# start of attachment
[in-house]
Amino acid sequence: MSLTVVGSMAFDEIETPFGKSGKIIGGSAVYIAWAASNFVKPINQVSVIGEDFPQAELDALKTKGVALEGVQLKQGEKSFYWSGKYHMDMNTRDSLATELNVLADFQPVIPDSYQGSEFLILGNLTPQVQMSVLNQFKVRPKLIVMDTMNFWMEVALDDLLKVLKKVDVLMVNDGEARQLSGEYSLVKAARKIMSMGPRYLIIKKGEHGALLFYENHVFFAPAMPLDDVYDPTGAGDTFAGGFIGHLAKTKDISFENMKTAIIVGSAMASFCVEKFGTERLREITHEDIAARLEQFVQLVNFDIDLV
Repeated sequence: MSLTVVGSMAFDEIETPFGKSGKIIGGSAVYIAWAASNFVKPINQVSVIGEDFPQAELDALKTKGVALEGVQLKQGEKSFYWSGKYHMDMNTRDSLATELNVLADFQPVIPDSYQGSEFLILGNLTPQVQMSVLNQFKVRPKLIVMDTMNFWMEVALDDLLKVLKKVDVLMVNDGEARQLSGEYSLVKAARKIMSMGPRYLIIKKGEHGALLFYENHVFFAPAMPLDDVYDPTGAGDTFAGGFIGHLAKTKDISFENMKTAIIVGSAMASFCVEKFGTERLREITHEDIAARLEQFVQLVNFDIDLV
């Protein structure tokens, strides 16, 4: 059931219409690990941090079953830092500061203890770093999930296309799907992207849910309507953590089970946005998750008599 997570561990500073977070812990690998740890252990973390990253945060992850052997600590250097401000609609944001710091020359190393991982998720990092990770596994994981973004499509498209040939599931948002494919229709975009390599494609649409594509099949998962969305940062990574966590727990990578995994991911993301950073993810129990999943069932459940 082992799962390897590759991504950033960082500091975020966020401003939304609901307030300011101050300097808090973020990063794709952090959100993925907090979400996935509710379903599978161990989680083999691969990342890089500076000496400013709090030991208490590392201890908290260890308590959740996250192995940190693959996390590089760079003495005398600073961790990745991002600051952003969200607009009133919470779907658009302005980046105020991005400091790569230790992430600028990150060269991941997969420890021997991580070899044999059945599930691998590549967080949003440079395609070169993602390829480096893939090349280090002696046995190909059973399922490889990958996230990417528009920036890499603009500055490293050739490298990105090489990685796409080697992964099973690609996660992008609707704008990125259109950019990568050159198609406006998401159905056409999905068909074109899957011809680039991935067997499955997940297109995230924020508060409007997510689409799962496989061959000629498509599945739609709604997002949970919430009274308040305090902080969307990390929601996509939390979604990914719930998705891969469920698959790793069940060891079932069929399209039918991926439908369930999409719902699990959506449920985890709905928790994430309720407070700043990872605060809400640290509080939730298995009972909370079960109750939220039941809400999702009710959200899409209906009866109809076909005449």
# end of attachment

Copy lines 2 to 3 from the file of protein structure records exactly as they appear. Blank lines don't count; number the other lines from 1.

Amino acid sequence: MSLTVVGSMAFDEIETPFGKSGKIIGGSAVYIAWAASNFVKPINQVSVIGEDFPQAELDALKTKGVALEGVQLKQGEKSFYWSGKYHMDMNTRDSLATELNVLADFQPVIPDSYQGSEFLILGNLTPQVQMSVLNQFKVRPKLIVMDTMNFWMEVALDDLLKVLKKVDVLMVNDGEARQLSGEYSLVKAARKIMSMGPRYLIIKKGEHGALLFYENHVFFAPAMPLDDVYDPTGAGDTFAGGFIGHLAKTKDISFENMKTAIIVGSAMASFCVEKFGTERLREITHEDIAARLEQFVQLVNFDIDLV
Repeated sequence: MSLTVVGSMAFDEIETPFGKSGKIIGGSAVYIAWAASNFVKPINQVSVIGEDFPQAELDALKTKGVALEGVQLKQGEKSFYWSGKYHMDMNTRDSLATELNVLADFQPVIPDSYQGSEFLILGNLTPQVQMSVLNQFKVRPKLIVMDTMNFWMEVALDDLLKVLKKVDVLMVNDGEARQLSGEYSLVKAARKIMSMGPRYLIIKKGEHGALLFYENHVFFAPAMPLDDVYDPTGAGDTFAGGFIGHLAKTKDISFENMKTAIIVGSAMASFCVEKFGTERLREITHEDIAARLEQFVQLVNFDIDLV